This is an increase of about RM1 billion in property-related tax annual collection in Selangor in less than seven years compared to during Barisan Nasional's time.
    In Penang, between 2008 and 2009, the collection of land premium almost tripled from RM19 million to RM54 million just within a year after Pakatan took over.
    In 2015, the state government collected RM414 million in land premium, an increase by more than 20-fold in less than seven years.
    While other states also experienced an increase in cost of living, it was not as significant as in Selangor and Penang.
    Both states saw the highest increase in cost of living which corresponded with the increase in property- and land-related taxes in those states since Pakatan took over the state governments in 2008.
    In Barisan Nasional states, property related taxes collected are much lower than those in Penang and Selangor.
    In 2016, in large states comparable to Selangor, Kedah collected a total of RM262 million for property related taxes, Perak collected RM385 million, Johor collected RM720 million and Pahang collected RM297 million.
    In November 2010, the Pakatan state government in Selangor introduced its Development Charge Rules, which imposed a 20%-30% charge on all property developments including for housing and commercial property.
    This has increased the cost and price of new housing projects. In Kuala Lumpur, property taxes are no doubt high too.
    However, Kuala Lumpur is a small area compared to other states like Selangor, and most people who work in Kuala Lumpur live in Selangor.
    Evidently, during the day, the population in Kuala Lumpur is around 3 million but drops to about 1 million after office hours.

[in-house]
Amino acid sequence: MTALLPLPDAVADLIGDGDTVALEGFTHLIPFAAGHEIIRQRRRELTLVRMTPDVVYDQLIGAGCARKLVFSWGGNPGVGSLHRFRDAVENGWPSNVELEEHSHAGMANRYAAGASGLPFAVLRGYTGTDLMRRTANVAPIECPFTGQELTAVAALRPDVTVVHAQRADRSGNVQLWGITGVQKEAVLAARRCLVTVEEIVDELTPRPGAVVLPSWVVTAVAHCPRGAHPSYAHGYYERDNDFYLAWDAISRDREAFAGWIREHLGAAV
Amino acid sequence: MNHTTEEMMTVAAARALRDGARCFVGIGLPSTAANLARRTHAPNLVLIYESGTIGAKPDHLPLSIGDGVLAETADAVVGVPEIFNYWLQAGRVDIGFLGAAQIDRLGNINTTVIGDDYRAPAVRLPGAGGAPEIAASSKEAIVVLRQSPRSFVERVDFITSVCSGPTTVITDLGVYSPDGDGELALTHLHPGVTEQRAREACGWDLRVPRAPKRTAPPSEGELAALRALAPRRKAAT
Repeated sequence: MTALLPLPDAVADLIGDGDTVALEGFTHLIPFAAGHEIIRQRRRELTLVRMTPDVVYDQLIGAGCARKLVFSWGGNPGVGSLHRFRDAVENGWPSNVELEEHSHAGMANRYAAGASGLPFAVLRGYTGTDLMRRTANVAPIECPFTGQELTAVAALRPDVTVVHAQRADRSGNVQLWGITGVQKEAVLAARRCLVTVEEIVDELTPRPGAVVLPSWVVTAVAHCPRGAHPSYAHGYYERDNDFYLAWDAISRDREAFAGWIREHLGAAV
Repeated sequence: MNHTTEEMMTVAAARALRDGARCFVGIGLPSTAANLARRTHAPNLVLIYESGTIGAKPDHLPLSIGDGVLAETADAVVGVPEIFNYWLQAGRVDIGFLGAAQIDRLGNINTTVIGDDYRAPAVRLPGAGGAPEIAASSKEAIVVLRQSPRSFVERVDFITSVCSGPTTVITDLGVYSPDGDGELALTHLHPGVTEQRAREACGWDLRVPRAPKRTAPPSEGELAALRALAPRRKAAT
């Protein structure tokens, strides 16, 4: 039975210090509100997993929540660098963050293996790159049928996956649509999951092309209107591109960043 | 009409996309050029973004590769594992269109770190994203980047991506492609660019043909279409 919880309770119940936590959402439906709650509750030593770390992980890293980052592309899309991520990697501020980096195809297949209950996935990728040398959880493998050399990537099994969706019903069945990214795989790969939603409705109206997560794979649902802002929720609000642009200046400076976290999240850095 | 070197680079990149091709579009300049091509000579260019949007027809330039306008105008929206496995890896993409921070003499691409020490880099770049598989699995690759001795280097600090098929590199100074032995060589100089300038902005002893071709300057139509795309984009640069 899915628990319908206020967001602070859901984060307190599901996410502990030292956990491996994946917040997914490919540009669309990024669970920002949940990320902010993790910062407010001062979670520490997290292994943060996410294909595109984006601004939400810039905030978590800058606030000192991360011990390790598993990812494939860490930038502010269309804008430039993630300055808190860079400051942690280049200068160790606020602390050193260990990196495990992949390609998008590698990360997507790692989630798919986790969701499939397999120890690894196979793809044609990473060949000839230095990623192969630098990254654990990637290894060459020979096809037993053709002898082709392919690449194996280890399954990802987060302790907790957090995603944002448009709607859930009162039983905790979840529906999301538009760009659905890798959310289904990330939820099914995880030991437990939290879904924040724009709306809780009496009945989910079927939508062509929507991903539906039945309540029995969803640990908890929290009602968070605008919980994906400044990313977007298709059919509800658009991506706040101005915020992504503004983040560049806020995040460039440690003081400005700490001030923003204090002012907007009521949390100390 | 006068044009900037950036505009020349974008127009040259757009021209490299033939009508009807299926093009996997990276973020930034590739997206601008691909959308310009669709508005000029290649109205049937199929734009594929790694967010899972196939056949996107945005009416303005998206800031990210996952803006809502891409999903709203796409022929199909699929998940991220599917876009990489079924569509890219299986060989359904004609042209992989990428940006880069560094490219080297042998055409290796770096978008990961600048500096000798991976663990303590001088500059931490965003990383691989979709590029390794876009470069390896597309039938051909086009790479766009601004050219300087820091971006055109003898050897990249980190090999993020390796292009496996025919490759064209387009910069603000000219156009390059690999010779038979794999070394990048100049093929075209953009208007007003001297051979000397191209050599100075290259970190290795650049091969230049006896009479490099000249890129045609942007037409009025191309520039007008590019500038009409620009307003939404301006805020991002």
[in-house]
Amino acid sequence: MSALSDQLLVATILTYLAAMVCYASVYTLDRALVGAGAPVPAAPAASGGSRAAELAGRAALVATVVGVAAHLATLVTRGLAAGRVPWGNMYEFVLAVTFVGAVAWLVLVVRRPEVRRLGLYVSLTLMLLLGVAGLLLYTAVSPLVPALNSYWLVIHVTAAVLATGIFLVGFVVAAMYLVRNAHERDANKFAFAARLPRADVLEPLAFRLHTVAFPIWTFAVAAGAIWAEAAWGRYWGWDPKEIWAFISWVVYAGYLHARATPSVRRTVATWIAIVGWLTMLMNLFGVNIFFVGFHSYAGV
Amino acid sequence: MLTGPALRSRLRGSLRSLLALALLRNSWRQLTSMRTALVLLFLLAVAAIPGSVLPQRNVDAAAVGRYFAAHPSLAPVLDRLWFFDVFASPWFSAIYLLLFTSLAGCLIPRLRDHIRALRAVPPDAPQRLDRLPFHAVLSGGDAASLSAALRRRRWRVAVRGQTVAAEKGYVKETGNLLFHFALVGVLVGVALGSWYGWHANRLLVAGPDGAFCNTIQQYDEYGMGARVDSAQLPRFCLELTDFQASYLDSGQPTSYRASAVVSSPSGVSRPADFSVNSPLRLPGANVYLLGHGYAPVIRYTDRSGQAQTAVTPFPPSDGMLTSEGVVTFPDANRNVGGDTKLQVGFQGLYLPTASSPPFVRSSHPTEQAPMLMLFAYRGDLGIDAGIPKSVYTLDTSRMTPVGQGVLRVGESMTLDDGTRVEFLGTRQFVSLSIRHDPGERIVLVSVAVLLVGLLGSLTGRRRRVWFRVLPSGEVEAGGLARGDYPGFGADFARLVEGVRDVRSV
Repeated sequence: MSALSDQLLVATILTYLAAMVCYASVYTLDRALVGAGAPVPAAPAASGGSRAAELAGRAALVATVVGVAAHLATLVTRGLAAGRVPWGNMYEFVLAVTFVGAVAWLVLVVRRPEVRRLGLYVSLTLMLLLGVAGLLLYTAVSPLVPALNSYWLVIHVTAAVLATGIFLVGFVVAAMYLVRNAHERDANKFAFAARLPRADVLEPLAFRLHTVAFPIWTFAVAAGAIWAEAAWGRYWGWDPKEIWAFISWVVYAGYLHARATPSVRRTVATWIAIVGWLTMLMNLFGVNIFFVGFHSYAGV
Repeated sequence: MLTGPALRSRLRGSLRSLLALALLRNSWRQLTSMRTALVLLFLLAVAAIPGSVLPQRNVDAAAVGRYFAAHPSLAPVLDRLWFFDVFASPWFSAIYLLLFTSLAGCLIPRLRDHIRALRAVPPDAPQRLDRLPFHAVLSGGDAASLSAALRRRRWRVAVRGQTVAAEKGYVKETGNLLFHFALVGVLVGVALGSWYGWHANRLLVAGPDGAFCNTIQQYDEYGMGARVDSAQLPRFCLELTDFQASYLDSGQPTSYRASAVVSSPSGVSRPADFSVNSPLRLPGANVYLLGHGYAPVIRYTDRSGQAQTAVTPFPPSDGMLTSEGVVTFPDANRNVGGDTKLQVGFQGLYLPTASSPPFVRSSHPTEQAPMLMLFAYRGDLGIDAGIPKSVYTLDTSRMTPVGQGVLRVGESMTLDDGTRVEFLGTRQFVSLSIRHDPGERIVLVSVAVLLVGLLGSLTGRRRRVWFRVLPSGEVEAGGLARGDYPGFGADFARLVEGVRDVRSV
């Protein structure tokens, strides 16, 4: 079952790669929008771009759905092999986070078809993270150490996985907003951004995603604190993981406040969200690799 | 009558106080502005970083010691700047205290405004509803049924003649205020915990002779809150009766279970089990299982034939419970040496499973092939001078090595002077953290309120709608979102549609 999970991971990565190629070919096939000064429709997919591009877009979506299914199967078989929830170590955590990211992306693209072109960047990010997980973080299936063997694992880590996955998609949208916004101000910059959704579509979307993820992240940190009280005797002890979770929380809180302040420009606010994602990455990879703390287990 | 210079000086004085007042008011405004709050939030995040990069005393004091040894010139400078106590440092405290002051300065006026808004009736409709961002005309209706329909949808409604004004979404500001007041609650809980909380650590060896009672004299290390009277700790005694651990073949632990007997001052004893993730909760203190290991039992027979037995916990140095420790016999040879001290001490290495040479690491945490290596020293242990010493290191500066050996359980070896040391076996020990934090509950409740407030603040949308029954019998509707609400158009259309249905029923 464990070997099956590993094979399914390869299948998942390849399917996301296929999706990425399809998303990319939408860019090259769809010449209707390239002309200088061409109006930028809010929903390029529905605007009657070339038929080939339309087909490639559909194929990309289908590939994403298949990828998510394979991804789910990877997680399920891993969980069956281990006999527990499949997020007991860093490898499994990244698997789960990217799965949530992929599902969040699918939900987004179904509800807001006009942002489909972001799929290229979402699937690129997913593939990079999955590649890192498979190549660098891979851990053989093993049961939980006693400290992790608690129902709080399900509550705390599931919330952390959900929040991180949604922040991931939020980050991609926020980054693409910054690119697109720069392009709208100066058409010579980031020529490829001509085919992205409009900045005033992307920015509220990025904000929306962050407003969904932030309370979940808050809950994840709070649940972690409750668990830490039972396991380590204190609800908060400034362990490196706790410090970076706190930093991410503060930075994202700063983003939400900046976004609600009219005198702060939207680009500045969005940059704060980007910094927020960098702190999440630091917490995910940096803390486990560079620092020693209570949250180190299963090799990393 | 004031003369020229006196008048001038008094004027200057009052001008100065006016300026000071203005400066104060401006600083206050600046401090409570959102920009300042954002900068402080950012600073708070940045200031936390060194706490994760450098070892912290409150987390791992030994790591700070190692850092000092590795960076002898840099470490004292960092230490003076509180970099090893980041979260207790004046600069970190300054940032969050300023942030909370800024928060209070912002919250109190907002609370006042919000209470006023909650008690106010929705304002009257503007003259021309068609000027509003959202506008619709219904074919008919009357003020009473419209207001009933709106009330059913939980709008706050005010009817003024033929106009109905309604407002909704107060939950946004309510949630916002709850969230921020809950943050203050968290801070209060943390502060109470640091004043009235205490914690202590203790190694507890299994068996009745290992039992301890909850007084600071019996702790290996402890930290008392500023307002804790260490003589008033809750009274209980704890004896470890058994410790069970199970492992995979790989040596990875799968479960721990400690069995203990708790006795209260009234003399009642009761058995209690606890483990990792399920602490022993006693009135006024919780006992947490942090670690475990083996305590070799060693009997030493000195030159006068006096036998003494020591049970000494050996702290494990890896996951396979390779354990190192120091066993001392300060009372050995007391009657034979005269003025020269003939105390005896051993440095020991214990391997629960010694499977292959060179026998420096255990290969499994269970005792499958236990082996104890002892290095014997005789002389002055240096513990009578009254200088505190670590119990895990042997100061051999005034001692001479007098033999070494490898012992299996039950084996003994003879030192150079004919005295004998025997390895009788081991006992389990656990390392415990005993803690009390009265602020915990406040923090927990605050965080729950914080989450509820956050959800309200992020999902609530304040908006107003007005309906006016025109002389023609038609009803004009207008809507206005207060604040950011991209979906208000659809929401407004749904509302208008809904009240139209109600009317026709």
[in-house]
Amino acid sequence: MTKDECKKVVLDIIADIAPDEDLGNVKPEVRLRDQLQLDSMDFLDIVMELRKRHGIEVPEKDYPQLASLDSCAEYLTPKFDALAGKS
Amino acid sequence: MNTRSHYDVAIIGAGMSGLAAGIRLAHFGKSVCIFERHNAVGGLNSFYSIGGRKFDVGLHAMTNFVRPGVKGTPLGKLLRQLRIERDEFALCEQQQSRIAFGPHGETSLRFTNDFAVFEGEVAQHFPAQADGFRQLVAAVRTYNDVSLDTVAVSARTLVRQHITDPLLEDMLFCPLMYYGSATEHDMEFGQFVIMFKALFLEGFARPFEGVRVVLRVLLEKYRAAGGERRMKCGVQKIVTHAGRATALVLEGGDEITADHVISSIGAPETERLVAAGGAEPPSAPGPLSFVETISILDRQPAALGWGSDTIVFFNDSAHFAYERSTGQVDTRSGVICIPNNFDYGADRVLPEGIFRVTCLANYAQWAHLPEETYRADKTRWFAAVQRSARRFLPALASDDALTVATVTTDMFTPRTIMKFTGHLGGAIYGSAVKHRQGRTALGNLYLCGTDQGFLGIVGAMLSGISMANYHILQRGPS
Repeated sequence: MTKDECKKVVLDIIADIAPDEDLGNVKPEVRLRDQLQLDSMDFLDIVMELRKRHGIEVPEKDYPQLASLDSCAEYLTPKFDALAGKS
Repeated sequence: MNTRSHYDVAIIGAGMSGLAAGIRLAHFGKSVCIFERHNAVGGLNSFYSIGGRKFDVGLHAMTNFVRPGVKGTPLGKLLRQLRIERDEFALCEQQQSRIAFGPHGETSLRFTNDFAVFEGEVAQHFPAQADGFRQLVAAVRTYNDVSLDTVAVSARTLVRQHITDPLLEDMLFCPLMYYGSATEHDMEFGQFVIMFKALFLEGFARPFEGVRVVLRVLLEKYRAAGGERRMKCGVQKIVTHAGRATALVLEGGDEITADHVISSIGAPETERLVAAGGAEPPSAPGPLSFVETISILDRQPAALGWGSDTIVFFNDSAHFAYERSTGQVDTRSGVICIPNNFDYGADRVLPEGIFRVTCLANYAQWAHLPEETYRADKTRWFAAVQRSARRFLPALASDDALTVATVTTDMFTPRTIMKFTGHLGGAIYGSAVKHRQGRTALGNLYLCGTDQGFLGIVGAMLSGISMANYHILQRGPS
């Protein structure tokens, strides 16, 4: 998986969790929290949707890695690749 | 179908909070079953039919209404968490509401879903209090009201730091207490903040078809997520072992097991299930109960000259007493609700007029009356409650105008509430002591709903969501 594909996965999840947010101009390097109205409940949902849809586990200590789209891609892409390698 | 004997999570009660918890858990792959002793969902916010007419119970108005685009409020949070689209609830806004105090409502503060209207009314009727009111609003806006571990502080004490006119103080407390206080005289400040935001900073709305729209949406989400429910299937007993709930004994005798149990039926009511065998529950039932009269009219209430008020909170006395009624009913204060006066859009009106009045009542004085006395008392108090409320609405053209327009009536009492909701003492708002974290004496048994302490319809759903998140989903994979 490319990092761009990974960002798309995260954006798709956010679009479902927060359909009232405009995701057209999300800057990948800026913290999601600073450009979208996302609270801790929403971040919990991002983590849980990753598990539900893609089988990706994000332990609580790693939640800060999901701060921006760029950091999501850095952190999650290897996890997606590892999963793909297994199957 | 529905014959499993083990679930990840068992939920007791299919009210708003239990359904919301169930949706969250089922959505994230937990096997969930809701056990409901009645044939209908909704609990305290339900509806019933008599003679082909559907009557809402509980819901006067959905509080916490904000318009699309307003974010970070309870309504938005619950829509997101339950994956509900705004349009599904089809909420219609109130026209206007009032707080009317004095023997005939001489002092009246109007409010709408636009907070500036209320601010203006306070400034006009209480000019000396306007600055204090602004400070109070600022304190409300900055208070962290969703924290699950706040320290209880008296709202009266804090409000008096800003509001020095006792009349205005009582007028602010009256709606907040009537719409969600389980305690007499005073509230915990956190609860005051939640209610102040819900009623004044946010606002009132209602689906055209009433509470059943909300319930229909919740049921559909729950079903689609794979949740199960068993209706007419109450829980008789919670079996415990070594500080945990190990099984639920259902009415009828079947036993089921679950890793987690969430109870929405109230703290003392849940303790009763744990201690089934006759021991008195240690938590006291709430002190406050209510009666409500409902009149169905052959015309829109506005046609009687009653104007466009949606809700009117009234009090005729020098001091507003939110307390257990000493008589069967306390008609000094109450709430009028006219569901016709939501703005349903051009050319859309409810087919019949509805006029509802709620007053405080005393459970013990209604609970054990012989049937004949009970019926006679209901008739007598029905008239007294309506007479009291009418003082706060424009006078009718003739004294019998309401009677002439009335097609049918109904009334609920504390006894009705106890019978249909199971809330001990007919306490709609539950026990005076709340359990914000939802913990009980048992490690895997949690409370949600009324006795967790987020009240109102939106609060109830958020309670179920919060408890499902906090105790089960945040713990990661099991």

In Shah Alam and Subang in Selangor, the Pakatan government had increased assessment rates 10-fold over several years for dwellings in Kampung Baru Sungai Buloh and Kampung Baru Subang collected by the Shah Alam Municipal Council.
    A case in point, a resident who paid assessment of RM1,470 in 2011 was asked to pay RM23,040 in 2013.
    In Penang, the development charge which was previously RM5 per sq ft for residential units and RM7 per sq ft for commercial units before 2008, tripled to RM15 per sq ft and RM21 per sq ft respectively after 2008.
    Drainage contribution fee, which was RM10,000 per acre during Barisan Nasional's time, was increased to RM50,000 per acre by the Pakatan government. These charges add up to the price of houses in Penang and are passed on to buyers.
    The significant increase in property tax revenues collected by the Selangor and Penang state governments come out of the pockets of the people of Selangor and Penang who are taxed 10 to 20 times higher now compared to during Barisan Nasional's time.
    The rise in property-related taxes has created a domino effect on the cost of living in Selangor and Penang. It has increased the cost of houses and business premises, and in turn increased the cost of goods and services, and reduced the net disposable income of the people of Selangor and Penang. We need to do something about this.
    >> Isham's next article appears tomorrow.
    Isham Jalil is a Harvard and Wharton-trained political economist. He served nine years in the private sector and another nine years in the government including the Economic Planning Unit, Prime Minister's Department. Comments: